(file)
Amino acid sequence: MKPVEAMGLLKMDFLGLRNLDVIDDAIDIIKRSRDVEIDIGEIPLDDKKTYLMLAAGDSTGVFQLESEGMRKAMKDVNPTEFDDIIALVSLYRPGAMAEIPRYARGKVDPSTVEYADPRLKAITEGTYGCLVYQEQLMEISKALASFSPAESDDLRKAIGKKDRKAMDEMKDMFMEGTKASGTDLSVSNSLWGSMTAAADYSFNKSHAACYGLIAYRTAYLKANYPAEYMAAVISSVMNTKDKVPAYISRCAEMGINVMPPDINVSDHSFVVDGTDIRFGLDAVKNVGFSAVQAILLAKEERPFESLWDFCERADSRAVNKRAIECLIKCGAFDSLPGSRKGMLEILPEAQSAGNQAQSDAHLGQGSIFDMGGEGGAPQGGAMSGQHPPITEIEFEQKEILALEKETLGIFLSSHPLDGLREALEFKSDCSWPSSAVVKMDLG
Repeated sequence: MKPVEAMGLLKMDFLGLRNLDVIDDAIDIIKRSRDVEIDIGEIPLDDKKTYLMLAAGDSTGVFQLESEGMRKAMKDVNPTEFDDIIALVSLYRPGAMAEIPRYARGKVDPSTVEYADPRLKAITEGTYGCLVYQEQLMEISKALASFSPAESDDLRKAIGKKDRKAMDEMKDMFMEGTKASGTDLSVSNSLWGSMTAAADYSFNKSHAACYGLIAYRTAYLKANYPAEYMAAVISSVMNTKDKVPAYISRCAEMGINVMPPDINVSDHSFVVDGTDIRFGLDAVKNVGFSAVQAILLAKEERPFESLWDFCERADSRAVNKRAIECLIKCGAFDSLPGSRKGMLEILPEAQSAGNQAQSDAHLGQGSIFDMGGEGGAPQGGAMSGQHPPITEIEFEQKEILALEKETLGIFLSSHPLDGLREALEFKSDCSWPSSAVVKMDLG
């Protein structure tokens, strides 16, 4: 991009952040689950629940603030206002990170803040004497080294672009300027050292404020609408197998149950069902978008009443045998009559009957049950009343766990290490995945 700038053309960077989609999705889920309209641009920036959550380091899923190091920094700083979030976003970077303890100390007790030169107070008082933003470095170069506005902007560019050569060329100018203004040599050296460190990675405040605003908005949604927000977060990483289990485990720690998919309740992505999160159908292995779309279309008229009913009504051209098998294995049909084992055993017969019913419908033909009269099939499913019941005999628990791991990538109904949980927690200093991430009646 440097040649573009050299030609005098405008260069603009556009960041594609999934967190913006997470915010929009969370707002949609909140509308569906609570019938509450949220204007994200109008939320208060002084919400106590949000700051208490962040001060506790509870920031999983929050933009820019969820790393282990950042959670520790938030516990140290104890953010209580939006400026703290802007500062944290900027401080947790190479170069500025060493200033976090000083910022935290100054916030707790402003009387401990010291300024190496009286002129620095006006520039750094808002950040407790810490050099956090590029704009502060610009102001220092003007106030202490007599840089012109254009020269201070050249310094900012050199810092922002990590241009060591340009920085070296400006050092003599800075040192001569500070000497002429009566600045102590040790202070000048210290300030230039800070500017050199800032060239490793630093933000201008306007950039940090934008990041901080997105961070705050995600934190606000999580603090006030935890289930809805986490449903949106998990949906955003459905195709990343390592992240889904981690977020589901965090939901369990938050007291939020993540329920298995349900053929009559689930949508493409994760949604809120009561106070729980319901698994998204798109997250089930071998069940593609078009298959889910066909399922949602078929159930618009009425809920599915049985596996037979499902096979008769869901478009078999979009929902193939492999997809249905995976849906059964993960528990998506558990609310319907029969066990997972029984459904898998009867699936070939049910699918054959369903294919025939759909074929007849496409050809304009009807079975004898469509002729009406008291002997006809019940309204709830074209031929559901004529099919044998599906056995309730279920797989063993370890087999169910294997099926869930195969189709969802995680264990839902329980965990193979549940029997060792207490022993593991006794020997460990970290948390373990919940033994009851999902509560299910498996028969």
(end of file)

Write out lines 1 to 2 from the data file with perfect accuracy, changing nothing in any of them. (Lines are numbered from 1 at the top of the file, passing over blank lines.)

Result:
Amino acid sequence: MKPVEAMGLLKMDFLGLRNLDVIDDAIDIIKRSRDVEIDIGEIPLDDKKTYLMLAAGDSTGVFQLESEGMRKAMKDVNPTEFDDIIALVSLYRPGAMAEIPRYARGKVDPSTVEYADPRLKAITEGTYGCLVYQEQLMEISKALASFSPAESDDLRKAIGKKDRKAMDEMKDMFMEGTKASGTDLSVSNSLWGSMTAAADYSFNKSHAACYGLIAYRTAYLKANYPAEYMAAVISSVMNTKDKVPAYISRCAEMGINVMPPDINVSDHSFVVDGTDIRFGLDAVKNVGFSAVQAILLAKEERPFESLWDFCERADSRAVNKRAIECLIKCGAFDSLPGSRKGMLEILPEAQSAGNQAQSDAHLGQGSIFDMGGEGGAPQGGAMSGQHPPITEIEFEQKEILALEKETLGIFLSSHPLDGLREALEFKSDCSWPSSAVVKMDLG
Repeated sequence: MKPVEAMGLLKMDFLGLRNLDVIDDAIDIIKRSRDVEIDIGEIPLDDKKTYLMLAAGDSTGVFQLESEGMRKAMKDVNPTEFDDIIALVSLYRPGAMAEIPRYARGKVDPSTVEYADPRLKAITEGTYGCLVYQEQLMEISKALASFSPAESDDLRKAIGKKDRKAMDEMKDMFMEGTKASGTDLSVSNSLWGSMTAAADYSFNKSHAACYGLIAYRTAYLKANYPAEYMAAVISSVMNTKDKVPAYISRCAEMGINVMPPDINVSDHSFVVDGTDIRFGLDAVKNVGFSAVQAILLAKEERPFESLWDFCERADSRAVNKRAIECLIKCGAFDSLPGSRKGMLEILPEAQSAGNQAQSDAHLGQGSIFDMGGEGGAPQGGAMSGQHPPITEIEFEQKEILALEKETLGIFLSSHPLDGLREALEFKSDCSWPSSAVVKMDLG